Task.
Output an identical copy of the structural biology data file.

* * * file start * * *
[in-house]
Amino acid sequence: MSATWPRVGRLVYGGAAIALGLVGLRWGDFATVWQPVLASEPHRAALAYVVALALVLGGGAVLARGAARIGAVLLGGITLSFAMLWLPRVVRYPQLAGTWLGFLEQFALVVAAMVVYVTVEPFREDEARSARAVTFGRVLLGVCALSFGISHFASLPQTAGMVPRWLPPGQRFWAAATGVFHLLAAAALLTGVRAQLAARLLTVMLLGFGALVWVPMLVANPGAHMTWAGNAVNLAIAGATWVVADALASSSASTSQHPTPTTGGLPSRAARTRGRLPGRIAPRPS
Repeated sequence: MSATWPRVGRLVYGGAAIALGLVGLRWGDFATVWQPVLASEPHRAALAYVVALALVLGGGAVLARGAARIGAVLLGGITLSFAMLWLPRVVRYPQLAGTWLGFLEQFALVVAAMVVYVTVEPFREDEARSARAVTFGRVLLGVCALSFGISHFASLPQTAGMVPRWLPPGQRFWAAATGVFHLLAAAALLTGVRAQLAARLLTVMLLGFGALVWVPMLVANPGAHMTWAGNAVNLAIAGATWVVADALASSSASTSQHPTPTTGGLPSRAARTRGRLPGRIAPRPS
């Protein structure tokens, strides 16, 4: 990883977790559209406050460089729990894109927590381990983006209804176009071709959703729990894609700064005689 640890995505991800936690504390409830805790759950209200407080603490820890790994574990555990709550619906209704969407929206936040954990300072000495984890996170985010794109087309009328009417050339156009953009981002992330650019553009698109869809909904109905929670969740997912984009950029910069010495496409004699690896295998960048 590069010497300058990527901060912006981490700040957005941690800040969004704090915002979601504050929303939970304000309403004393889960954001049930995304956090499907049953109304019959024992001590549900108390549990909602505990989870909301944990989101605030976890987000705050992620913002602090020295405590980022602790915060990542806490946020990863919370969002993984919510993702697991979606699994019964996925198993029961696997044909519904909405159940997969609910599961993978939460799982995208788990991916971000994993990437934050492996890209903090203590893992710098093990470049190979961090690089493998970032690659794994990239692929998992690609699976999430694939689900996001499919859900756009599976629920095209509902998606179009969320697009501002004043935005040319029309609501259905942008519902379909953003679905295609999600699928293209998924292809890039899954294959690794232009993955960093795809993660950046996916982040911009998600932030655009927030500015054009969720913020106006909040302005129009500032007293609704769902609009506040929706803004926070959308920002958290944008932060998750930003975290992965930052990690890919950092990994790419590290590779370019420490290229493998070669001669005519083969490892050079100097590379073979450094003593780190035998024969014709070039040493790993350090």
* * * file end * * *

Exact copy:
[in-house]
Amino acid sequence: MSATWPRVGRLVYGGAAIALGLVGLRWGDFATVWQPVLASEPHRAALAYVVALALVLGGGAVLARGAARIGAVLLGGITLSFAMLWLPRVVRYPQLAGTWLGFLEQFALVVAAMVVYVTVEPFREDEARSARAVTFGRVLLGVCALSFGISHFASLPQTAGMVPRWLPPGQRFWAAATGVFHLLAAAALLTGVRAQLAARLLTVMLLGFGALVWVPMLVANPGAHMTWAGNAVNLAIAGATWVVADALASSSASTSQHPTPTTGGLPSRAARTRGRLPGRIAPRPS
Repeated sequence: MSATWPRVGRLVYGGAAIALGLVGLRWGDFATVWQPVLASEPHRAALAYVVALALVLGGGAVLARGAARIGAVLLGGITLSFAMLWLPRVVRYPQLAGTWLGFLEQFALVVAAMVVYVTVEPFREDEARSARAVTFGRVLLGVCALSFGISHFASLPQTAGMVPRWLPPGQRFWAAATGVFHLLAAAALLTGVRAQLAARLLTVMLLGFGALVWVPMLVANPGAHMTWAGNAVNLAIAGATWVVADALASSSASTSQHPTPTTGGLPSRAARTRGRLPGRIAPRPS
């Protein structure tokens, strides 16, 4: 990883977790559209406050460089729990894109927590381990983006209804176009071709959703729990894609700064005689 640890995505991800936690504390409830805790759950209200407080603490820890790994574990555990709550619906209704969407929206936040954990300072000495984890996170985010794109087309009328009417050339156009953009981002992330650019553009698109869809909904109905929670969740997912984009950029910069010495496409004699690896295998960048 590069010497300058990527901060912006981490700040957005941690800040969004704090915002979601504050929303939970304000309403004393889960954001049930995304956090499907049953109304019959024992001590549900108390549990909602505990989870909301944990989101605030976890987000705050992620913002602090020295405590980022602790915060990542806490946020990863919370969002993984919510993702697991979606699994019964996925198993029961696997044909519904909405159940997969609910599961993978939460799982995208788990991916971000994993990437934050492996890209903090203590893992710098093990470049190979961090690089493998970032690659794994990239692929998992690609699976999430694939689900996001499919859900756009599976629920095209509902998606179009969320697009501002004043935005040319029309609501259905942008519902379909953003679905295609999600699928293209998924292809890039899954294959690794232009993955960093795809993660950046996916982040911009998600932030655009927030500015054009969720913020106006909040302005129009500032007293609704769902609009506040929706803004926070959308920002958290944008932060998750930003975290992965930052990690890919950092990994790419590290590779370019420490290229493998070669001669005519083969490892050079100097590379073979450094003593780190035998024969014709070039040493790993350090």